August 04, 2011


So on Saturday's Book News post, I told you all about a school in Missouri that banned two Y.A. books, claiming that the books were not "age-appropriate." While it enraged a lot of you, it is also not something new.
Here are other books that have been banned in schools:

~ The Adventures of Huckleberry Finn (for using the "n" word too many times)
~ The Catcher in the Rye (for too much cursing, prostitution and depression)
~ To Kill a Mockingbird (for profanity and racial slurs)
~ The Lord of the Flies (for excessive violence)
~ Harry Potter (for fear of witchcraft and violence)

So how do we feel about this? To play devil's advocate, I wouldn't let my children watch television with excessive violence in it by blocking the TV channel. Aren't the schools simply blocking the "channel", so to speak? Are they actually doing the parents a favor by banning these books?



  1. No. I think regardless if these children want to read these "banned" books. They will. There's internet to order them or libraries. Whatever the case is, they will get their hands on them if they really want to read them. However I feel that they're only doing what they think is best for the kids. So one can't be 100% upset with it.

  2. I'm a strong advocate for parent's making the decision for their children, not the school's on what their kids should be reading. Parent's are the ones that know what's best for their kids. I understand schools are only doing what they seem as fit for their students, but they can't possible know what it is or wrong for each child to read.

    I personally feel they need to have a variety of books available for all their students. If a parent doesn't want their kid reading the book, than that's fine, there's a vast assortment of books in the library for them to choose from. This list of banned books is amazing to me! I read many of the books listed above in middle grade and high school, and I'd let me kids when they hit the right age. The book that's shocked me the most on the chopping block was Winnie The Pooh!

  3. This "Banned" book list is ridiculous! They banned "The Diary of Anne Frank". Like really? What's wrong with that book? They banned authors like Judy Blume, V.C. Andrews, Jodi Picoult, Stephanie Meyers, Elizabeth Scott! I love Elizabeth Scott! Who decides what book goes on this list? A moron? Judy Blume books are banned. I grew up on those. And I turned out fine. I'm a avid reader and a blogger. The horror that Judy Blume inflicted on me! This is just insane.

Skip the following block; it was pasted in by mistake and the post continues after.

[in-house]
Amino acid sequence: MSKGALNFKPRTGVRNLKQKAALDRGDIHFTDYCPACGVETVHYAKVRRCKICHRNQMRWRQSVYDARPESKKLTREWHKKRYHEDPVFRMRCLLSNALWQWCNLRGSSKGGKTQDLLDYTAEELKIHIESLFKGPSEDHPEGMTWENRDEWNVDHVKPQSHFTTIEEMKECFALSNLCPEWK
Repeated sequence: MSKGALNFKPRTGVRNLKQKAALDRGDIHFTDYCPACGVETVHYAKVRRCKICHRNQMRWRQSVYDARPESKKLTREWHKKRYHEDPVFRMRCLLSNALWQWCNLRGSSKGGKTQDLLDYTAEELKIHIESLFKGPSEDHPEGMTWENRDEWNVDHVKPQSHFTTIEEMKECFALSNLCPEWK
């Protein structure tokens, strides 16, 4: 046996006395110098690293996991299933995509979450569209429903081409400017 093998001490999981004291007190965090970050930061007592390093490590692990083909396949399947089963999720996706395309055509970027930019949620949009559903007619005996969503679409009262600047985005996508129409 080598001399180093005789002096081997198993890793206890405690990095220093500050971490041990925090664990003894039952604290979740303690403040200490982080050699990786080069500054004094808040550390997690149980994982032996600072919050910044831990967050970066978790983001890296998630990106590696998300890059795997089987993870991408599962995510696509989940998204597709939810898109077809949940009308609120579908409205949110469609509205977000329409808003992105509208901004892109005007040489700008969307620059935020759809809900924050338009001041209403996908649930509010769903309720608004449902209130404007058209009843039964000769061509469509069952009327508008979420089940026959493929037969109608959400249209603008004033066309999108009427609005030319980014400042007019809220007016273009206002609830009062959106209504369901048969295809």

4. I still think that there is nothing in books that kids don't learn in school or from their friends. I think some people are naive to think that their children aren't aware of drugs, sex, violence, etc.

  5. I can't stand banned books. I think it's ridiculous. Anne Frank and Huck Finn are historically accurate. Are we going to stop teaching history too? I mean seriously, kids don't need to learn about the Holocaust now? I read both The Lord of the Flies and To Kill a Mockingbird in middle school in a Christian school for goodness sakes!

  6. The one that really gets me is Harry Potter. The only reason why a Harry Potter book would be band is a religious one. There are crazy fundamentalists that believe the witchcraft in HP could make a kid want to be a satanist. Church and state are separated for a reason.

  7. This is ridiculous! I knew there were some issues with Harry Potter since witchcraft, but I wasn't aware of the others...I haven't read the first two, but as a teen I am outraged that both The Lord of the Flies and To Kill a Mockingbird are banned in some schools!
    However, the main reason I'm upset it's because the schools have limited the children, us, from choosing what we want to read. But either way, we will read these books even if they're banned in schools, which they shouldn't since now we would have one less resource to read our favorite books... We would find a way, either libraries or online.

  8. It's not up to librarians to decide what kids should and should not read. It's up to the parents. As a parent I'd be furious, if the librarian told my child he could not read Harry Potter. And as a librarian, it's not my responsibility to censor a child's reading.


Thank you for stopping by! We love reading your comments and we try to reply back to each comment. So make sure to check back with us.